We assessed the effects of nectar robbing on dye donation and pollen receipt in six populations (three each in 1995 and 1996) and the effects of nectar robbing on fruit and seed production and seed mass in an additional 14 populations (six in 1995 and eight in 1996).
In 1995, two of the focal plants were randomly assigned to artificial robbing treatments: one received a low level of nectar robbing (10% of available flowers robbed) and one a high level of nectar robbing (80% of available flowers robbed).
Flowers not artificially robbed were protected from natural robbing by placing a piece of translucent plastic drinking straw over the entire tubular corolla.
In 1995, we used five focal plants per population, three assigned to receive natural levels of robbing and one each assigned to the low and high robbing treatments.
In addition, we marked the calyx of all open flowers with a dot of nontoxic paint to distinguish both the week those flowers were in bloom (a different color of paint was used for each week) as well as their robbing status (robbed vs.
For naturally robbed plants in 1995, we performed a regression of average dye donation per plant on average robbing per plant to determine the relationship between natural levels of nectar robbing and dye donation.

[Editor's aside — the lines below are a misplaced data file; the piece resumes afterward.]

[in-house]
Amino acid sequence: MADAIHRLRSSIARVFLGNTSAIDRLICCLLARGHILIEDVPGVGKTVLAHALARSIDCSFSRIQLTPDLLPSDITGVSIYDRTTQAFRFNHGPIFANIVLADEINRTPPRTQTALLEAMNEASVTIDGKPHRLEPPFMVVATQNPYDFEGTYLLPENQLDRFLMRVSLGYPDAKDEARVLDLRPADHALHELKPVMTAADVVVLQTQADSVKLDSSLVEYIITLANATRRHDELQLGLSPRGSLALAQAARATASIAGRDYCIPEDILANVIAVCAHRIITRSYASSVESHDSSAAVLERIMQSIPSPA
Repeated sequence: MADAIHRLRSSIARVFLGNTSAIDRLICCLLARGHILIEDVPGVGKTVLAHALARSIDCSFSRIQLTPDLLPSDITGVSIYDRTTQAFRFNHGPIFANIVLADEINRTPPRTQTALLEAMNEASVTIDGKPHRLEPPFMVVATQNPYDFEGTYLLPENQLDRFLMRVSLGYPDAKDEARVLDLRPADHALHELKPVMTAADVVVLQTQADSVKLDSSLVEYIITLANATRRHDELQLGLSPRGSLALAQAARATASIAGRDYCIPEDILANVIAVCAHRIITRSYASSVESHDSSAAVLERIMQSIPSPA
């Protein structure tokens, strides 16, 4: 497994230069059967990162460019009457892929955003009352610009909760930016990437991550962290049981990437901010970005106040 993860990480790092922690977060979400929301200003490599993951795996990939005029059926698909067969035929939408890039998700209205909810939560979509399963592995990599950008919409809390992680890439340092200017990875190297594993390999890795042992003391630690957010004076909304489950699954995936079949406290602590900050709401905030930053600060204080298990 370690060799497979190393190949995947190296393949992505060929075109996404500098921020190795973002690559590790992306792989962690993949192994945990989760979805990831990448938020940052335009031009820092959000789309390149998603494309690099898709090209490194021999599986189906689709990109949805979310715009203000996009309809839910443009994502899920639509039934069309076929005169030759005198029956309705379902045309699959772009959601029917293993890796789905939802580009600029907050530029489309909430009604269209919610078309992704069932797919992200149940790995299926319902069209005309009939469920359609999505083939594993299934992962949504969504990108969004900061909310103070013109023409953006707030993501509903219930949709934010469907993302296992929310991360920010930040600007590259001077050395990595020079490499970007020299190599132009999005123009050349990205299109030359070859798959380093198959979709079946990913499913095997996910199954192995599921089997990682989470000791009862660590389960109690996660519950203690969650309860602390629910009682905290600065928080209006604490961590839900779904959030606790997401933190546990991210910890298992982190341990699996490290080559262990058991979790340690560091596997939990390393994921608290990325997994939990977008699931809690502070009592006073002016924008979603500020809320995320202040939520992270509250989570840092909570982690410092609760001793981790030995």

We again employed a mixed-model repeated-measures ANOVA to examine the effects of robbing on pollen receipt per plant as well as fruit and seed production and seed mass per plant.
To examine if plants respond in a similar way to natural and artificial nectar robbing, we compared plants with similar natural and artificial robbing levels for both male and female fitness components in 1995.
Nectar robbing might have no effect on whole-plant measures of male or female function if pollinators do not discriminate between robbed and unrobbed flowers on the same plant.
On each day that the plants were in bloom, we robbed 50% of the staminate-phase flowers using the techniques described above and collared the other 50% of the flowers to prevent robbing by B.